FORMER Pakistan president Pervez Musharraf was finally arrested yesterday, over allegations he abused power in office.
The move marks a dramatic break with a political culture in which former military rulers have remained above the law.
The former army chief had hoped to rekindle his influence in a general election in May, but has instead become embroiled in a showdown with judges who fought bruising battles with him while he was still in office.
A magistrate raised the stakes earlier yesterday when he ordered Musharraf be placed under house arrest for two days before he is due to appear again in court on allegations of illegally detaining judges during a crackdown on the judiciary in 2007.
Musharraf is accused of violating the constitution by placing judges under house arrest after he sacked the chief justice and imposed emergency rule.
His office said the charges against him were baseless and have been cooked up by an “overzealous judiciary” and “unscrupulous lawyers”.
“The allegations levelled against the former president in judges detention case are false and politically motivated,” the office said in a statement.
Judges had signalled their intent to take a tough line with Musharraf yesterday when they ordered his case be heard in an anti-terrorism court, claiming detaining judges was an attack on the state.
Police later transferred Musharraf into custody at a guesthouse at their headquarters in Islamabad after a senior officer failed to issue paperwork necessary for him to remain under detention at his home, said his spokesman, Mohammad Amjad.
“He’s been shifted to a police guesthouse for two days of remand,” Mr Amjad said.
Pakistani television broadcast footage of Musharraf leaving his villa on the edge of Islamabad in a black four-wheel drive vehicle escorted by police cars. He had fled there on Wednesday after a judge refused him bail in court in Islamabad.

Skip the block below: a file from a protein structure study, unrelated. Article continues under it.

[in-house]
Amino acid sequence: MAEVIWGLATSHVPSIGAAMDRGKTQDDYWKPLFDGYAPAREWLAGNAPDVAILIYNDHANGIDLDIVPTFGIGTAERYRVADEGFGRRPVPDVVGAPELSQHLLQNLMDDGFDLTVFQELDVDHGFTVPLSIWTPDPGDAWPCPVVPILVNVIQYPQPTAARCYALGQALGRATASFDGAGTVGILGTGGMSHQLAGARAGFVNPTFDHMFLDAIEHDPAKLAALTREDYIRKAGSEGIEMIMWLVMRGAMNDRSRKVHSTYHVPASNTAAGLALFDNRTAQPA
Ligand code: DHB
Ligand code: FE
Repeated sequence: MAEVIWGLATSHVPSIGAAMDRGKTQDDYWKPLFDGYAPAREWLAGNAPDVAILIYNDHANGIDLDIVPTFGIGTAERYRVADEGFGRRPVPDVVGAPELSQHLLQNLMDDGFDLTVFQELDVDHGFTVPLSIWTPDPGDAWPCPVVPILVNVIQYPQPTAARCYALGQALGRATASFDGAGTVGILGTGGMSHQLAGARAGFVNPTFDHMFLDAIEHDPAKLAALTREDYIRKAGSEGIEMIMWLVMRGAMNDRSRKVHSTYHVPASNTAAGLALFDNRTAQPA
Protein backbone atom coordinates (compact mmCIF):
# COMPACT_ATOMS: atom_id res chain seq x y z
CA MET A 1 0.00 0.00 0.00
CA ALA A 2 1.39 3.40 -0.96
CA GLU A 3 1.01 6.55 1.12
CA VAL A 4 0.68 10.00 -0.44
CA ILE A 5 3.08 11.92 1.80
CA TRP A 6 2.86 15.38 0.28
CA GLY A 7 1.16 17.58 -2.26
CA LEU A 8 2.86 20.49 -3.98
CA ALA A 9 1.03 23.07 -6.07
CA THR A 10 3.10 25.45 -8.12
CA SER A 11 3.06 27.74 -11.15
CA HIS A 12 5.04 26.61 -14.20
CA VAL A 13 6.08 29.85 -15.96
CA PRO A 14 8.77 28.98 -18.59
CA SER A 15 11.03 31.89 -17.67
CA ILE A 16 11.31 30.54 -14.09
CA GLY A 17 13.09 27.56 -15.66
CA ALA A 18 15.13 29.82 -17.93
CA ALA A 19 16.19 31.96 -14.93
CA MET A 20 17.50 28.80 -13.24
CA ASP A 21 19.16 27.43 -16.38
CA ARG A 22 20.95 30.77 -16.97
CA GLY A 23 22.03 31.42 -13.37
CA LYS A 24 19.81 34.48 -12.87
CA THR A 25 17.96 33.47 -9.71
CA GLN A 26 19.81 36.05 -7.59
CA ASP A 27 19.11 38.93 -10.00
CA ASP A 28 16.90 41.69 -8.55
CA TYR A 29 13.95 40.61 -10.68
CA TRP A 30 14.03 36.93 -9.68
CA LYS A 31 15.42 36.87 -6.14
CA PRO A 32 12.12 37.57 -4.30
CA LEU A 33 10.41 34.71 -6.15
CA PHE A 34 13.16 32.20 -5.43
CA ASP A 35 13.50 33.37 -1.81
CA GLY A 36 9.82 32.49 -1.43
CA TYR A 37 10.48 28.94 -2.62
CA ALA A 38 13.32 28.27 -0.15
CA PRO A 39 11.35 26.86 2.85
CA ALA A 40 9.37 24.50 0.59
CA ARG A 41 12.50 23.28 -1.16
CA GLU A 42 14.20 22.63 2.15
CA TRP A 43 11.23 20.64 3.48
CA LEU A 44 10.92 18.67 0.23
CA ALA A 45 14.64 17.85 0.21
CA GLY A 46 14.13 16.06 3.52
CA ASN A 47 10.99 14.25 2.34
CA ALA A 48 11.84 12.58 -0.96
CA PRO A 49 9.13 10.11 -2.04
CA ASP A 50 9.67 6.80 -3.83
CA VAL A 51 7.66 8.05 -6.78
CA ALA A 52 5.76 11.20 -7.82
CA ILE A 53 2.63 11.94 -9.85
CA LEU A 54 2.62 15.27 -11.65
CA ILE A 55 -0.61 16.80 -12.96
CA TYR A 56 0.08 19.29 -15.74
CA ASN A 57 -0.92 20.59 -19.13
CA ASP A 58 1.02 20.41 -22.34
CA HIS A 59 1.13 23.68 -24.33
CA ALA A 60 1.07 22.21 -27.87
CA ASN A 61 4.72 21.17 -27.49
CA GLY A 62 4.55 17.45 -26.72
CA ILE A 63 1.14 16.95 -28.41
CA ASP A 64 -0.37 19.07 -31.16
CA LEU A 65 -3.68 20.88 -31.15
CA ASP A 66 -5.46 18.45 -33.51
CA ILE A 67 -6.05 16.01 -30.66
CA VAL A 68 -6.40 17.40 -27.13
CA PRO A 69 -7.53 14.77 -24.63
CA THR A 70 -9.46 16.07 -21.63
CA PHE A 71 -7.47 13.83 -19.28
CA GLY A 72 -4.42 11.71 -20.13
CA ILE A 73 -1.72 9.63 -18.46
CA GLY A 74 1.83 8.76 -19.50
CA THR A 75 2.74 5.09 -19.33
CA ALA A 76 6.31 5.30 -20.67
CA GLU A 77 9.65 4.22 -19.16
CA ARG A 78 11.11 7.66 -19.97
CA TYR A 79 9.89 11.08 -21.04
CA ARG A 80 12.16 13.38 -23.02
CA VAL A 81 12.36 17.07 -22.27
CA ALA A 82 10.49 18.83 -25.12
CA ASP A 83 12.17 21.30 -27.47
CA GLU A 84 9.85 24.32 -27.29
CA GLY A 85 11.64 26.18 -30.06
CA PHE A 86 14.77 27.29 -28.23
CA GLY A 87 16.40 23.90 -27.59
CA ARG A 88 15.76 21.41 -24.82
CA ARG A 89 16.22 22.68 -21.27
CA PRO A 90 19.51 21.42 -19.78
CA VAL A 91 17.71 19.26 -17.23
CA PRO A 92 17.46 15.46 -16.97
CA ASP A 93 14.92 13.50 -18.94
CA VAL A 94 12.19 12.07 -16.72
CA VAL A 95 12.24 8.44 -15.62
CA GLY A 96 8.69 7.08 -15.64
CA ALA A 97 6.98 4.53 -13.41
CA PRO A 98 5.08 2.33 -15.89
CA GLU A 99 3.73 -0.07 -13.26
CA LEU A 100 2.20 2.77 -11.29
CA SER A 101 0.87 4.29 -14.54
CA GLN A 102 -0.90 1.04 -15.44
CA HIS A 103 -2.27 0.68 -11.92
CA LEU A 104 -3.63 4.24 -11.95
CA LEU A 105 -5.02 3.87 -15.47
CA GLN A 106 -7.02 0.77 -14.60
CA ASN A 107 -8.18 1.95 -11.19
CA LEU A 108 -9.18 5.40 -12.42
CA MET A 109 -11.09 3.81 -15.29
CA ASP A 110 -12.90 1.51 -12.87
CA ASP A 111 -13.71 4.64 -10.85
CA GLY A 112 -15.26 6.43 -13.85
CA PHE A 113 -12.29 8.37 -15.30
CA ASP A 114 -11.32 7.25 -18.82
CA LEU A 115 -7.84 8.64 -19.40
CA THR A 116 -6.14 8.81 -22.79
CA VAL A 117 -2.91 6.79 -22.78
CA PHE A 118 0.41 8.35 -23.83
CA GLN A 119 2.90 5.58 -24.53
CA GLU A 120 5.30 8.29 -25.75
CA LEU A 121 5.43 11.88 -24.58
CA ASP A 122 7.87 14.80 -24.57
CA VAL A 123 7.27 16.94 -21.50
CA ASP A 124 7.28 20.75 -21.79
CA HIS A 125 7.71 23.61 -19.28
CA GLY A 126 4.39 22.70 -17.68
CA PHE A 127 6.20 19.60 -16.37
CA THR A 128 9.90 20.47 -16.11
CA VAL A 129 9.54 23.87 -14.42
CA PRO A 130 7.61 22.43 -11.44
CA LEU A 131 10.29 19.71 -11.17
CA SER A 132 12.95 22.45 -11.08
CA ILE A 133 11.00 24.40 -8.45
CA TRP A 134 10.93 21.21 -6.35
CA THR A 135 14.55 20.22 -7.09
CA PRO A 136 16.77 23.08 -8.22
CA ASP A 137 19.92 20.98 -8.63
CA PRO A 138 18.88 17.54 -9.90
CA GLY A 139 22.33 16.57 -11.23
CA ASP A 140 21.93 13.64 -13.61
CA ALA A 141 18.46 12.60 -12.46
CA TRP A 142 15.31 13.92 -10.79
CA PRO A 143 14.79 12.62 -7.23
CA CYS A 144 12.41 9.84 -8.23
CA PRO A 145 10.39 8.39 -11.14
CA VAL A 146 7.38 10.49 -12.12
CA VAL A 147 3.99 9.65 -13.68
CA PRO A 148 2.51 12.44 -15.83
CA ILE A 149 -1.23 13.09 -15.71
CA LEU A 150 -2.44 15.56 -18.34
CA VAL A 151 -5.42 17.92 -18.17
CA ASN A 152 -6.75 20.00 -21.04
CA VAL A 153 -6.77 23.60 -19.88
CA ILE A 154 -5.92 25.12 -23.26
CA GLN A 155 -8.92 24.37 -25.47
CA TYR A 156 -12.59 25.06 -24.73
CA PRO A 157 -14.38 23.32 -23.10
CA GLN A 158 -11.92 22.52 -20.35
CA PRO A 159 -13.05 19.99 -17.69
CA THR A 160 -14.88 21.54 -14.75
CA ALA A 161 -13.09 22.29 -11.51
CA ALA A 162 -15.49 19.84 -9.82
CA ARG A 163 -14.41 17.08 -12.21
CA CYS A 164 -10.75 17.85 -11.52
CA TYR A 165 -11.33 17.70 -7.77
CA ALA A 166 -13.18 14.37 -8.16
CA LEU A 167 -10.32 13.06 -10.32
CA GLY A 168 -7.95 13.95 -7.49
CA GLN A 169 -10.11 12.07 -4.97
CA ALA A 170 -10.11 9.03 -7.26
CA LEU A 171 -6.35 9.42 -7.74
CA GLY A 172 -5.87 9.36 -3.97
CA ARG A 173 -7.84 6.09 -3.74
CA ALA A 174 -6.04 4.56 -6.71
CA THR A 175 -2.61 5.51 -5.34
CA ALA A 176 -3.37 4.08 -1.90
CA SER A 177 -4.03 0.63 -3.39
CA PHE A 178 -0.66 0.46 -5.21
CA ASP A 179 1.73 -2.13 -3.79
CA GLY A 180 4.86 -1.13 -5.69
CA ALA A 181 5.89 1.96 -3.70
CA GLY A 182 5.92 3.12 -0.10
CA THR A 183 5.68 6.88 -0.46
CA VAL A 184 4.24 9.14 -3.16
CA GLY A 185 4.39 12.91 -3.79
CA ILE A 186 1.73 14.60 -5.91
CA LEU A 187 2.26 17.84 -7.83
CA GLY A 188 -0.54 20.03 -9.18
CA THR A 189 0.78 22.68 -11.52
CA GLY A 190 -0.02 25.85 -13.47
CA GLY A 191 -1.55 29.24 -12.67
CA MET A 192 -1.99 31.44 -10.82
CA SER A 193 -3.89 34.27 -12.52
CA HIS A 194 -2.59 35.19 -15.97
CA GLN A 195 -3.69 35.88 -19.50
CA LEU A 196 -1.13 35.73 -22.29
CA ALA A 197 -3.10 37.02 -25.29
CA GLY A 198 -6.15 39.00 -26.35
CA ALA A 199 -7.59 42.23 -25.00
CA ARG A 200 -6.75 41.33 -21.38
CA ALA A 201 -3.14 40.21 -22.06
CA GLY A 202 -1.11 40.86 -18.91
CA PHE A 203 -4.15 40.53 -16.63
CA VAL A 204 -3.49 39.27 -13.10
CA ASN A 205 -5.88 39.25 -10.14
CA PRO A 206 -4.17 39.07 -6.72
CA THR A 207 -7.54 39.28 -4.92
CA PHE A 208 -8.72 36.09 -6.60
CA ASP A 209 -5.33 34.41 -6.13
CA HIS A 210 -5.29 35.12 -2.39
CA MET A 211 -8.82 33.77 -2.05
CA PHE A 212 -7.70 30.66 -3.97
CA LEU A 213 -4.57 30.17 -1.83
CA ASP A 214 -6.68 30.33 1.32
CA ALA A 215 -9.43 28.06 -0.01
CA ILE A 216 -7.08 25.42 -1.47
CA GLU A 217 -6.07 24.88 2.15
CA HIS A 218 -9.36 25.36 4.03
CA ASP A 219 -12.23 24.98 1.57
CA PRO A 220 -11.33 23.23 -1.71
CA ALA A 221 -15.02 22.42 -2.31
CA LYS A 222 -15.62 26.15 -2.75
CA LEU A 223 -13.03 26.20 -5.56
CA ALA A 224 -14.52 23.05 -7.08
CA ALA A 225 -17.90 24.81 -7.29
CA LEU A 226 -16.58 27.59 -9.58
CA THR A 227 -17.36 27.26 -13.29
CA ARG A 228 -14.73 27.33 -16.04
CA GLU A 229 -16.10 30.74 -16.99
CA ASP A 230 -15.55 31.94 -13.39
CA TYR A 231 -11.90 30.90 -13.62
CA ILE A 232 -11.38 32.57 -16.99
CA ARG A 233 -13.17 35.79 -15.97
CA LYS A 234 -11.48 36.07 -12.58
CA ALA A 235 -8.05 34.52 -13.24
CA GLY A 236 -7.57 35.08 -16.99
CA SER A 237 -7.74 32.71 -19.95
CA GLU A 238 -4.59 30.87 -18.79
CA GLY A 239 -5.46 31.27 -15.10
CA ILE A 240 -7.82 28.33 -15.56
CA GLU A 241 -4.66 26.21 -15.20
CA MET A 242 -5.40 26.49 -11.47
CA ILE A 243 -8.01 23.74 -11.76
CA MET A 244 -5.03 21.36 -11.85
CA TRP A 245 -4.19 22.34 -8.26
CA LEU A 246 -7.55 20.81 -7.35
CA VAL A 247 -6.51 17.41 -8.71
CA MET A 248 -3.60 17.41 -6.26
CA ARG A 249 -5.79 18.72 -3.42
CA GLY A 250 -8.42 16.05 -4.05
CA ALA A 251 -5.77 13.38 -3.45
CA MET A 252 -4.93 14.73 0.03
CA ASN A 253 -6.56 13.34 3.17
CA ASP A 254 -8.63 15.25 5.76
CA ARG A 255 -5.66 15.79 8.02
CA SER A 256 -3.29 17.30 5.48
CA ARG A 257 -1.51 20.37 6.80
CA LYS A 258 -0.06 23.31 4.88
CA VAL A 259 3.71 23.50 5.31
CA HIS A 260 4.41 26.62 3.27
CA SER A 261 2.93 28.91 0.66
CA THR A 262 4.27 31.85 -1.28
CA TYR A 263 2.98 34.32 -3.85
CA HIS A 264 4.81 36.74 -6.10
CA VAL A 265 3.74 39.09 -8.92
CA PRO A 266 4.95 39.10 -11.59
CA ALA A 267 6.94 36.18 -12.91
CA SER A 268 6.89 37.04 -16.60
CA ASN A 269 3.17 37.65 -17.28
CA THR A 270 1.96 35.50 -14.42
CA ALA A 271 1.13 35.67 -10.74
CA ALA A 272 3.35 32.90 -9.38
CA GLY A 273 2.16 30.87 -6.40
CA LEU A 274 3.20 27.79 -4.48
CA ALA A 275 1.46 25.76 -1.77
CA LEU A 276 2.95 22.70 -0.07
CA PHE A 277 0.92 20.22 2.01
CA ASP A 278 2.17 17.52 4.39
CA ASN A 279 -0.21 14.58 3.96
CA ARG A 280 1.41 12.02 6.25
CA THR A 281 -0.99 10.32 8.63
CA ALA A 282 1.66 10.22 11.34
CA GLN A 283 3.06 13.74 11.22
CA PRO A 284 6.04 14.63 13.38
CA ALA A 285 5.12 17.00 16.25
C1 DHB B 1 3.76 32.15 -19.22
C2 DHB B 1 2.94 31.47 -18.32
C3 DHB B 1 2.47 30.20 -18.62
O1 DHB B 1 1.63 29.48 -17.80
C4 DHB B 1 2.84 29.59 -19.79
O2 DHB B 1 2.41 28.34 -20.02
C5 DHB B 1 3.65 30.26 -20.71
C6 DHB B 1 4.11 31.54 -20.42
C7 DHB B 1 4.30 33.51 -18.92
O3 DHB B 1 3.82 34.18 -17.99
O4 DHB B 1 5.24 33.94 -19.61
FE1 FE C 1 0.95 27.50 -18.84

The spectacle of a man who once embodied the army’s control of the state being forced to answer to judges was a potent symbol of the way power has shifted in Pakistan, which has been ruled by the military for more than half its history.
The 11 May general election will be the first transition between elected civilian-led governments in Pakistan.
Musharraf seized power in a coup d’etat in 1999 and resigned in 2008. He returned to Pakistan after almost four years in London and Dubai last month to stand for the National Assembly but was disqualified by election officials earlier this week. While the sight of a former army commander being arrested is sure to rankle some in the military, Musharraf’s ill-starred return has bemused some former comrades. “I don’t think the army was in favour of him returning and tried to dissuade him,” said General Hamid Khan, a former senior commander. “But he decided to come, and now has to face this. The army is staying out of it.”
However, the order to place Musharraf under house arrest was a surprise development. He faces a raft of other legal challenges, including allegations that he failed to provide adequate security to prevent the assassination of former premier Benazir Bhutto in 2007. He has also been accused of treason for imposing emergency rule.